Heifer prices kept going up in the fifth of six fall sales of Show-Me-Select replacement heifers, December 7th. The 74 head averaged $2,334 with the previous high being $2,099 on 64 head at Fruitland, Mo.
“Heifer quality was top-notch.” said Kendra Graham, the sale coordinator, “Buyer turnout was high and they were willing to pay for heifers they wanted.”
A new buyer source came from LiveAuction.TV. That added bids and sales of three lots, helping prices. One buyer was in Arkansas, the other at Ulman, Mo. Heifers came from beef farmers enrolled in the University of Missouri Extension educational program on heifer development. Sold heifers wear black-and-gold ear tags with the Show-Me-Select trademark. Heifers are proven in development and genetics. All are guaranteed pregnant.
The Farmington sale is the newest in the sale lineup. It takes a while for buyers to learn the value of SMS heifers. Buyers like the improved calving ease. Also, use of timed artificial insemination allows all cows in a herd to be bred in one morning which shortens calving seasons. The combination of traits cuts labor and reduces death losses at birth.
A sale benefits when a volume buyer starts bidding on lots. Shane Wilson, Dittmer, Mo., bought 26 head. The second-largest buyer, at 10 head, was Harold Fox, Ellington, Mo. The top lot, one registered Angus, brought $3,200 for Turner Farms, Belgrade, Mo. Their second heifer brought $2,800. Both carried the Show-Me Plus rating. Those have genomic testing. The second-high lot, at $2,950 per head, went for two AI heifers sold by Graham Family Farm, Farmington.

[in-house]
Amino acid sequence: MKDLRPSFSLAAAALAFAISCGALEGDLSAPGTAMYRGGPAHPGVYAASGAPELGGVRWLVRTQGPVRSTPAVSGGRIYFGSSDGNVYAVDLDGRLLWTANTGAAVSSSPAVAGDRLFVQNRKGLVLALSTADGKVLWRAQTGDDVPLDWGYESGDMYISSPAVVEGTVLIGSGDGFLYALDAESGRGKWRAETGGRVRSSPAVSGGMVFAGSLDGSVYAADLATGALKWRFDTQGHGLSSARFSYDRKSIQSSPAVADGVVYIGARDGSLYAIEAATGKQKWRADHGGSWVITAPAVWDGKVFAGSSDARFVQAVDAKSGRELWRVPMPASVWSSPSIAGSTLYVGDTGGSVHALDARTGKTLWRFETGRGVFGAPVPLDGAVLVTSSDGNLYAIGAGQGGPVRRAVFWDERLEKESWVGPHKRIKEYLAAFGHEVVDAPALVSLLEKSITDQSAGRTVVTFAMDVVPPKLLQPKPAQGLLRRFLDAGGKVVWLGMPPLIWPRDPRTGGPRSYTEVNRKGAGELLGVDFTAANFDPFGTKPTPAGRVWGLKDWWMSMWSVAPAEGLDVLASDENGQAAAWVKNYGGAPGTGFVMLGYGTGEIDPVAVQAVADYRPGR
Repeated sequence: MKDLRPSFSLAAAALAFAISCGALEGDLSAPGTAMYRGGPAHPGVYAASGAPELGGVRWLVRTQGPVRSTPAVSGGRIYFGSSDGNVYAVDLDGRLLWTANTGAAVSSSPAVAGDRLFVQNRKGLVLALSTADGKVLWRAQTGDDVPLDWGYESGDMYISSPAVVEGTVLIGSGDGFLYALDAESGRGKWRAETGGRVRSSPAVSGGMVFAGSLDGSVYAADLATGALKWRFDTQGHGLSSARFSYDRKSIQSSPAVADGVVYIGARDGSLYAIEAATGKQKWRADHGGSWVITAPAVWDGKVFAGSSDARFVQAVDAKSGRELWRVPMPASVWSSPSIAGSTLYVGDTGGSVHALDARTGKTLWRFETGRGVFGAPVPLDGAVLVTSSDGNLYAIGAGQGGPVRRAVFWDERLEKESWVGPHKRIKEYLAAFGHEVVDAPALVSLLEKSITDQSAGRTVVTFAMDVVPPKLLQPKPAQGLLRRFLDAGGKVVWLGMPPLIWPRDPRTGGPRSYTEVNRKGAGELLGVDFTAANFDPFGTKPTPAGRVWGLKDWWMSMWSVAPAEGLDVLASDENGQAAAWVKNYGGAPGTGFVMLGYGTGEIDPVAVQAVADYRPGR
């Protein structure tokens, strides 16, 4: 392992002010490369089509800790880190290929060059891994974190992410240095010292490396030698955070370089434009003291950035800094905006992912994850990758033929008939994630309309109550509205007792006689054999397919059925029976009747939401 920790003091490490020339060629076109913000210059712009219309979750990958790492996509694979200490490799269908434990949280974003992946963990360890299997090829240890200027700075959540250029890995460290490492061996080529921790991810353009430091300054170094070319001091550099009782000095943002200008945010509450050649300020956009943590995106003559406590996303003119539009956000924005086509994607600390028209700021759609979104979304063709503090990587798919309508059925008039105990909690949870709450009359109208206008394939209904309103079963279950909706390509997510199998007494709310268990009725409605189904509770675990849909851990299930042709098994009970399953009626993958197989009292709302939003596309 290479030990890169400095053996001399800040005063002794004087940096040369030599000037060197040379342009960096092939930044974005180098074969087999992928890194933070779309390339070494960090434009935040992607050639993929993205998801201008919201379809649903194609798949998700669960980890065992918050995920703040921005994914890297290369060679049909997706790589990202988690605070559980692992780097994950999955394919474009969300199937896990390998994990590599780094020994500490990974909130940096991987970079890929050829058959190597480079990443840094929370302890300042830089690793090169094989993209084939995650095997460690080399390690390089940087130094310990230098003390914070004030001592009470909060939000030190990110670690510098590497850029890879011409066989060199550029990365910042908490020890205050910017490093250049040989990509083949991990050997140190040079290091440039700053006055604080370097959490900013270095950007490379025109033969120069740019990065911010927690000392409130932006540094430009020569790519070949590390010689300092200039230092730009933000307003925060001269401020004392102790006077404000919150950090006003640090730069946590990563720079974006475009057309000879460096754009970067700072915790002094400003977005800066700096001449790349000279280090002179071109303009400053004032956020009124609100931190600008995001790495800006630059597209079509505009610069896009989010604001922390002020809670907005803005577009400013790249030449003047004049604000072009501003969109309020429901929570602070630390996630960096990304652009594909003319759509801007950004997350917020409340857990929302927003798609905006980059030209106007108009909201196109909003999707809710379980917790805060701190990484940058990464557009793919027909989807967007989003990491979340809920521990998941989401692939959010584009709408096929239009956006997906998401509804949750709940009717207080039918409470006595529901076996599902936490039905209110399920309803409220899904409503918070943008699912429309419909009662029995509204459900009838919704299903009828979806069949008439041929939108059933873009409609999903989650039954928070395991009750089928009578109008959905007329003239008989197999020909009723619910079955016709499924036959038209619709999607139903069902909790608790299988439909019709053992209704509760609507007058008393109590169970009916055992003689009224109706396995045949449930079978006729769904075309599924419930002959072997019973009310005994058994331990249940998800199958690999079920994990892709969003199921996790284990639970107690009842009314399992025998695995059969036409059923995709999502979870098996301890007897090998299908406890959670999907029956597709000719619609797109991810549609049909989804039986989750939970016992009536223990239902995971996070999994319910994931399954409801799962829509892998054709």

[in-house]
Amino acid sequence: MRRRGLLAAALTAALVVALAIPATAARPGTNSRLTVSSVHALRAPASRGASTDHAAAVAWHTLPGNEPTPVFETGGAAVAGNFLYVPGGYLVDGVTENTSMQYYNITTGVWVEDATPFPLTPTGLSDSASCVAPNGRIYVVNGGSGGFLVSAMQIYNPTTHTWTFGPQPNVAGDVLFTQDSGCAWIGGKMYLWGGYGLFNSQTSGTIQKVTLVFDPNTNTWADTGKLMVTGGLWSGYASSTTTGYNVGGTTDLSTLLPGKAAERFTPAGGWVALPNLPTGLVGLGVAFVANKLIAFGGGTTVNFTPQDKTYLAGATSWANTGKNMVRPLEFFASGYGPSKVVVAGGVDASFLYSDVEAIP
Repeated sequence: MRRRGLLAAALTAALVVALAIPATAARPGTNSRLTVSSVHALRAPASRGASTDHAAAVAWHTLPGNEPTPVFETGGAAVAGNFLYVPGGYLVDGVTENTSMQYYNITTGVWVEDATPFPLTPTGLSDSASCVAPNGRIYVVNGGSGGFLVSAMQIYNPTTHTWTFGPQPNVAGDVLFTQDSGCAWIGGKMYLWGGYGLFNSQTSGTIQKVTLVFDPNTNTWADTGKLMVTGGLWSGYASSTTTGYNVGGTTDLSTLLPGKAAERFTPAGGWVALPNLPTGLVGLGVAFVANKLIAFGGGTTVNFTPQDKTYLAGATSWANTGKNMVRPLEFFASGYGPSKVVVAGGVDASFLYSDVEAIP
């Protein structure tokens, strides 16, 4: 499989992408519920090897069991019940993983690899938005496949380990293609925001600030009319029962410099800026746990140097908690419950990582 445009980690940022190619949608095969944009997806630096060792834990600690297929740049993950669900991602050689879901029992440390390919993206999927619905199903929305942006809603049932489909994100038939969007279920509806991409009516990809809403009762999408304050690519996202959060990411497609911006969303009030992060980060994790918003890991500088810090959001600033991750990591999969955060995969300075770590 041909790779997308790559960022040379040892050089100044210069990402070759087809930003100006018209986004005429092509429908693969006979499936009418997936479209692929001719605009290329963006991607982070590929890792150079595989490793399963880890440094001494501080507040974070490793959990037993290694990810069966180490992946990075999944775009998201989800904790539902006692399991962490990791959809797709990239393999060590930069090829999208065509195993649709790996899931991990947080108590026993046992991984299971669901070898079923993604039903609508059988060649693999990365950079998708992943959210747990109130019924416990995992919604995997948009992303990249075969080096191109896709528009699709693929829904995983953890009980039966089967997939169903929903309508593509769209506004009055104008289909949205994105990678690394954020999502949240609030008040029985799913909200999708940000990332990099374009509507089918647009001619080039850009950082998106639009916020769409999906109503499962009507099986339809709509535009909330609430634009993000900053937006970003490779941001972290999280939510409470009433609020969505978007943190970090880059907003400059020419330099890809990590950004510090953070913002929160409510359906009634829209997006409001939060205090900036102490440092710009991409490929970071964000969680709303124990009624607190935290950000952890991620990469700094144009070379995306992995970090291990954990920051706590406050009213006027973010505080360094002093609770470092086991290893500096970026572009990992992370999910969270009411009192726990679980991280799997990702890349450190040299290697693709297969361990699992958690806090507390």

The Graham Family Farm, of Kenny and Sherri Graham, was top volume consignor in the sale at 28 head. They raise Angus crossbred heifers with eight of those black baldies and twenty were AI-bred. The second-largest consignor was Pat Gegg, Ste. Genevieve, Mo., with 25 Angus. He has both black and red Angus including some red whiteface calves. The third-largest consignor was Dean and Dallas Wilson, Dittmer, Mo., with 11 head. Those are Angus crossbred heifers with most being AI-bred. They use some Turner Farms sires for natural service.
Farmington, south of St. Louis, had more rainfall than most of Missouri last summer. “Grass and hay supplies are much better than other parts of Missouri,” Graham said. Forage shortages cause concern among buyers in other areas. Bidders wondered if they had enough hay to feed additional heifers.
At the sales, all heifers are inspected by graders from the Missouri Department of Agriculture and any with flaws are sent home. All are pregnancy-checked twice before the sale. Producers can join the SMS program by contacting their regional MU Extension livestock specialist. Local extension centers can help.
Basic research on management and genetics comes from MU Thompson Farm, Spickard, Mo. That is part of the MU College of Agriculture, Food and Natural Resources, Columbia.